Vehicles for Change and HTX are discussing adding additional lessons, including steering and suspension repairs, Schneider said.

“We will work with VFC to continue to add lessons to build out a full one-year curriculum,” he said. “This is not a replacement [for physically doing hands-on repairs], but it is a better way to get prepared and proficient.”

A grant from the State of Maryland funded the development of the VR training platform. Vehicles for Change owns the program, and Schwartz figures it can be a revenue generator, with all profits used to expand the nonprofit’s mission.

“I can put a training program in any high school in the country for $50,000 using virtual reality,” he said.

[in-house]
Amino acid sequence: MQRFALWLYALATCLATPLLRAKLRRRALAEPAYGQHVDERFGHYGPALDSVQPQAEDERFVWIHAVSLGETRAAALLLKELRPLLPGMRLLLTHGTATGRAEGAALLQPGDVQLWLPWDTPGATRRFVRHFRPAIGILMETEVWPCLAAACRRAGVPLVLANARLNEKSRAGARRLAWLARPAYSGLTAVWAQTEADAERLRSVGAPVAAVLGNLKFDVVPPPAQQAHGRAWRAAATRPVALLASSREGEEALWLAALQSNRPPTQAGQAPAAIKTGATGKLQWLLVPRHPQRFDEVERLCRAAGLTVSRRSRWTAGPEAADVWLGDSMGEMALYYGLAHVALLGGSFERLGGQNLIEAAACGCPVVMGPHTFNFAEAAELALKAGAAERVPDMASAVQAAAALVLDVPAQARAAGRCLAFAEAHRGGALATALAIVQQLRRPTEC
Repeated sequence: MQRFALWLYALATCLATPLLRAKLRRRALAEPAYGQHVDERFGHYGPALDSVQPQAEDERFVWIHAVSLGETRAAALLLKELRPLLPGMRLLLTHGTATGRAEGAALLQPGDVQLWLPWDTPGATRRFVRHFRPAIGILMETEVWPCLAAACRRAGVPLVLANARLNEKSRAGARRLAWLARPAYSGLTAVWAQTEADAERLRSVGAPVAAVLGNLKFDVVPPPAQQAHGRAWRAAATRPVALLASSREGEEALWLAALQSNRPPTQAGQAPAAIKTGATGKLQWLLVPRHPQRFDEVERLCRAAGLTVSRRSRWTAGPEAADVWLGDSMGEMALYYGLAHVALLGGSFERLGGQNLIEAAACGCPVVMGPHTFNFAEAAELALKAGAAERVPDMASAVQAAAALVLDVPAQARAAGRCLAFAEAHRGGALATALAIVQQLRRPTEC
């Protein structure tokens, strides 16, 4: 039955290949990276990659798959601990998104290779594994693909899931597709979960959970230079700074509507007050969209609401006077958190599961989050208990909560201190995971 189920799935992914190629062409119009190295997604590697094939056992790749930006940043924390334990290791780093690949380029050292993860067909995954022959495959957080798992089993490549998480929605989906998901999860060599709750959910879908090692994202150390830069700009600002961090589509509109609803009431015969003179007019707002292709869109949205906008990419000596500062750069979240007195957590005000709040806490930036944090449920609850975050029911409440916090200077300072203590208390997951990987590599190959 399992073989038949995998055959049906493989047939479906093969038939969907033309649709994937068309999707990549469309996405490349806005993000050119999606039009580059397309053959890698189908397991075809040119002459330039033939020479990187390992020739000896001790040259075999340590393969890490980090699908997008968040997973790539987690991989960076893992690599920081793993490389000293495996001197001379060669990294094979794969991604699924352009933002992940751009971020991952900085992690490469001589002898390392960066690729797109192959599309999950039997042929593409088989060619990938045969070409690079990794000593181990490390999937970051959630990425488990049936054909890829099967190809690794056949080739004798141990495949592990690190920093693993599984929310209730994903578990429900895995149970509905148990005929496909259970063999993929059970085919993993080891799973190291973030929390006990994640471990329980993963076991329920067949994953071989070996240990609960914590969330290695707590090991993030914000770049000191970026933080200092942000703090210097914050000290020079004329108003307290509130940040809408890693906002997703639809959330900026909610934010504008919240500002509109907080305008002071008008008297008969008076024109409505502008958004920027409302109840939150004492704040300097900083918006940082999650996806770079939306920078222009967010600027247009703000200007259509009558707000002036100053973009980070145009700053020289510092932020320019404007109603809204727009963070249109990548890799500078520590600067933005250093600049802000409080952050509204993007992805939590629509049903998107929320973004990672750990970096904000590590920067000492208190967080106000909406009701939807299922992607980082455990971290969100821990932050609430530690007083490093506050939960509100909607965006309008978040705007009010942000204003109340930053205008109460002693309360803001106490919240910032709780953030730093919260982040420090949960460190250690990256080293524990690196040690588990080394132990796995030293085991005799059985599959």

But helping prisoners is the main focus. Vehicles for Change is working with the Maryland Department of Juvenile Services and has a sale pending to the Federal Bureau of Prisons.

“There is an awful problem in this country with people getting out of prison without any skills and no way to get a job,” Schwartz said. “We can at least give them a fighting chance.”

The Vehicles for Change program has helped David Hall dream big. Hall, 52, went through the training program after being released from prison last year. He had no previous experience working on cars. Now, he works as a service technician at Pohanka of Salisbury in Maryland, part of Pohanka Automotive Group.

The VR training wasn’t available when he was in the program, but he has used it.

“It was like watching a movie in 3D. You are in the movie and star in it,” Hall said.

He loves working as a service technician but has bigger plans.

“My goal is owning my own shop in the next 10 years or sooner,” Hall said.

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